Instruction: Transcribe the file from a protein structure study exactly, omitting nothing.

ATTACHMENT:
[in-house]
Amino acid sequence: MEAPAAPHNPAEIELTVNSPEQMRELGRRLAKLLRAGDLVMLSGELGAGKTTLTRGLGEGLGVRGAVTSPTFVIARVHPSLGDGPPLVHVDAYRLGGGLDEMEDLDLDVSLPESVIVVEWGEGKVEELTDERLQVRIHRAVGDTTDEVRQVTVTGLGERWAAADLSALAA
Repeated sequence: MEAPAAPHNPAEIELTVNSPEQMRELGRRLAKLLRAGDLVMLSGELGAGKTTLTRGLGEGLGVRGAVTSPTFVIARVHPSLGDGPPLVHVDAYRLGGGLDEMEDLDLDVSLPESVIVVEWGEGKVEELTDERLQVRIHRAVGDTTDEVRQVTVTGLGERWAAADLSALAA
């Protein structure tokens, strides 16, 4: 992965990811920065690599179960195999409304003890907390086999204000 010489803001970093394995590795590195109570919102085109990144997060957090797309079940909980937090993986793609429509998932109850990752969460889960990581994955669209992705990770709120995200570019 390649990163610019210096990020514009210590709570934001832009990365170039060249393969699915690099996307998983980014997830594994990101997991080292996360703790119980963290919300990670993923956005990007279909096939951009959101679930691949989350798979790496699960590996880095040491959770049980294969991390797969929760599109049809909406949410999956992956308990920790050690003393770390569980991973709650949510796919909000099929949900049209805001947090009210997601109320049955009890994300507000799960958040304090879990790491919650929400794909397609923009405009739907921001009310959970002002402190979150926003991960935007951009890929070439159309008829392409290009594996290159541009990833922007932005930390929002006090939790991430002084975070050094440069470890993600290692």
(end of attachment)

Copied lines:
[in-house]
Amino acid sequence: MEAPAAPHNPAEIELTVNSPEQMRELGRRLAKLLRAGDLVMLSGELGAGKTTLTRGLGEGLGVRGAVTSPTFVIARVHPSLGDGPPLVHVDAYRLGGGLDEMEDLDLDVSLPESVIVVEWGEGKVEELTDERLQVRIHRAVGDTTDEVRQVTVTGLGERWAAADLSALAA
Repeated sequence: MEAPAAPHNPAEIELTVNSPEQMRELGRRLAKLLRAGDLVMLSGELGAGKTTLTRGLGEGLGVRGAVTSPTFVIARVHPSLGDGPPLVHVDAYRLGGGLDEMEDLDLDVSLPESVIVVEWGEGKVEELTDERLQVRIHRAVGDTTDEVRQVTVTGLGERWAAADLSALAA
């Protein structure tokens, strides 16, 4: 992965990811920065690599179960195999409304003890907390086999204000 010489803001970093394995590795590195109570919102085109990144997060957090797309079940909980937090993986793609429509998932109850990752969460889960990581994955669209992705990770709120995200570019 390649990163610019210096990020514009210590709570934001832009990365170039060249393969699915690099996307998983980014997830594994990101997991080292996360703790119980963290919300990670993923956005990007279909096939951009959101679930691949989350798979790496699960590996880095040491959770049980294969991390797969929760599109049809909406949410999956992956308990920790050690003393770390569980991973709650949510796919909000099929949900049209805001947090009210997601109320049955009890994300507000799960958040304090879990790491919650929400794909397609923009405009739907921001009310959970002002402190979150926003991960935007951009890929070439159309008829392409290009594996290159541009990833922007932005930390929002006090939790991430002084975070050094440069470890993600290692």